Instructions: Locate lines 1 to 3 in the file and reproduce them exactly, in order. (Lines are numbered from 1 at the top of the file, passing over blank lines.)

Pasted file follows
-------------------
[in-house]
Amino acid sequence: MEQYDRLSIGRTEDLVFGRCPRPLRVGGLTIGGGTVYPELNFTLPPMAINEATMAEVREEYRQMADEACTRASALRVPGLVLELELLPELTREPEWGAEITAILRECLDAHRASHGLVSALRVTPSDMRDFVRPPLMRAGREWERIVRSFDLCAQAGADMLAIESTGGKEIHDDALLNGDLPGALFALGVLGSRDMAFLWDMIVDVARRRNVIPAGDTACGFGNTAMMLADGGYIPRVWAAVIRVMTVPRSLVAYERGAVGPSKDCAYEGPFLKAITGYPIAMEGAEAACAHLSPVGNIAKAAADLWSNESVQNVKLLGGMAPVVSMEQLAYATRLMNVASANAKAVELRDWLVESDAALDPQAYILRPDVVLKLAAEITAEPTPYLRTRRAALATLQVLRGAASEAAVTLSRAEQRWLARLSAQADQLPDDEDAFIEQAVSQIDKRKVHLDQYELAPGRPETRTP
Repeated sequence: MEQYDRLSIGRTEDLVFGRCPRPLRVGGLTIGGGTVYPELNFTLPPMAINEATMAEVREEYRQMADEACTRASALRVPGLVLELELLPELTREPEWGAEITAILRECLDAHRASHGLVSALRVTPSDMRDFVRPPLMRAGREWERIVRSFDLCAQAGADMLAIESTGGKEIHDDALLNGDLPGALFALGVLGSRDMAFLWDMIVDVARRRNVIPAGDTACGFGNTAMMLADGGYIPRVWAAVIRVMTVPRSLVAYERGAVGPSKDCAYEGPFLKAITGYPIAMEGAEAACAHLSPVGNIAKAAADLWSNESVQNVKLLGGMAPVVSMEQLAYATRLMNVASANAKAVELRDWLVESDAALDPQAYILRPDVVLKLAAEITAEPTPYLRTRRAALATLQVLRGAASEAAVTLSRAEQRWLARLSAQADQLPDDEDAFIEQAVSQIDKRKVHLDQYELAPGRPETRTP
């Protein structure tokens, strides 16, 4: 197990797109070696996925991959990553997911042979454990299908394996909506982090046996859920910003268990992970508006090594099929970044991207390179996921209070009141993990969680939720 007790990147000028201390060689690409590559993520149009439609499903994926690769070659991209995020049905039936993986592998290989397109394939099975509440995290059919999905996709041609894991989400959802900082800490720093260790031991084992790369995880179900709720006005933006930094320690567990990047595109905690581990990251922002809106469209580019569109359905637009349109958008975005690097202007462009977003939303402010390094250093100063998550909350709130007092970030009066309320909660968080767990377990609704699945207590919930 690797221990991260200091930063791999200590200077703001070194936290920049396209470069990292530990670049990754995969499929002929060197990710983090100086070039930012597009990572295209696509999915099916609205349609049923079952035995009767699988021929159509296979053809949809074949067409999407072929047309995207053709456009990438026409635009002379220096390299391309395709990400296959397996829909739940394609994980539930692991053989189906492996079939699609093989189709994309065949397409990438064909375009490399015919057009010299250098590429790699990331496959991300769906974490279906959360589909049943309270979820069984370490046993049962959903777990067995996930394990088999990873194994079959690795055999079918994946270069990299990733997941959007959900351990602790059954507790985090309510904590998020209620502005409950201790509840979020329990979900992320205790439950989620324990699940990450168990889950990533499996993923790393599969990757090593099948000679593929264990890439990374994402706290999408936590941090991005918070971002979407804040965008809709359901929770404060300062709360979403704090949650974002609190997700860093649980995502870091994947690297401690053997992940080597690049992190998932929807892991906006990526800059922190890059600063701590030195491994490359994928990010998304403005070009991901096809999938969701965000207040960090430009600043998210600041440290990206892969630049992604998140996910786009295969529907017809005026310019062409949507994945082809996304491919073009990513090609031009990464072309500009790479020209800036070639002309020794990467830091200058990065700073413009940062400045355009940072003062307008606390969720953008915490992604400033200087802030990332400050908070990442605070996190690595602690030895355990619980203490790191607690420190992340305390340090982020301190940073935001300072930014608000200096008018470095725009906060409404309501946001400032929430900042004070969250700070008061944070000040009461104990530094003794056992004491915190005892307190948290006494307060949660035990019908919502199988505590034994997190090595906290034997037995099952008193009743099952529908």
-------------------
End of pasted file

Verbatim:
[in-house]
Amino acid sequence: MEQYDRLSIGRTEDLVFGRCPRPLRVGGLTIGGGTVYPELNFTLPPMAINEATMAEVREEYRQMADEACTRASALRVPGLVLELELLPELTREPEWGAEITAILRECLDAHRASHGLVSALRVTPSDMRDFVRPPLMRAGREWERIVRSFDLCAQAGADMLAIESTGGKEIHDDALLNGDLPGALFALGVLGSRDMAFLWDMIVDVARRRNVIPAGDTACGFGNTAMMLADGGYIPRVWAAVIRVMTVPRSLVAYERGAVGPSKDCAYEGPFLKAITGYPIAMEGAEAACAHLSPVGNIAKAAADLWSNESVQNVKLLGGMAPVVSMEQLAYATRLMNVASANAKAVELRDWLVESDAALDPQAYILRPDVVLKLAAEITAEPTPYLRTRRAALATLQVLRGAASEAAVTLSRAEQRWLARLSAQADQLPDDEDAFIEQAVSQIDKRKVHLDQYELAPGRPETRTP
Repeated sequence: MEQYDRLSIGRTEDLVFGRCPRPLRVGGLTIGGGTVYPELNFTLPPMAINEATMAEVREEYRQMADEACTRASALRVPGLVLELELLPELTREPEWGAEITAILRECLDAHRASHGLVSALRVTPSDMRDFVRPPLMRAGREWERIVRSFDLCAQAGADMLAIESTGGKEIHDDALLNGDLPGALFALGVLGSRDMAFLWDMIVDVARRRNVIPAGDTACGFGNTAMMLADGGYIPRVWAAVIRVMTVPRSLVAYERGAVGPSKDCAYEGPFLKAITGYPIAMEGAEAACAHLSPVGNIAKAAADLWSNESVQNVKLLGGMAPVVSMEQLAYATRLMNVASANAKAVELRDWLVESDAALDPQAYILRPDVVLKLAAEITAEPTPYLRTRRAALATLQVLRGAASEAAVTLSRAEQRWLARLSAQADQLPDDEDAFIEQAVSQIDKRKVHLDQYELAPGRPETRTP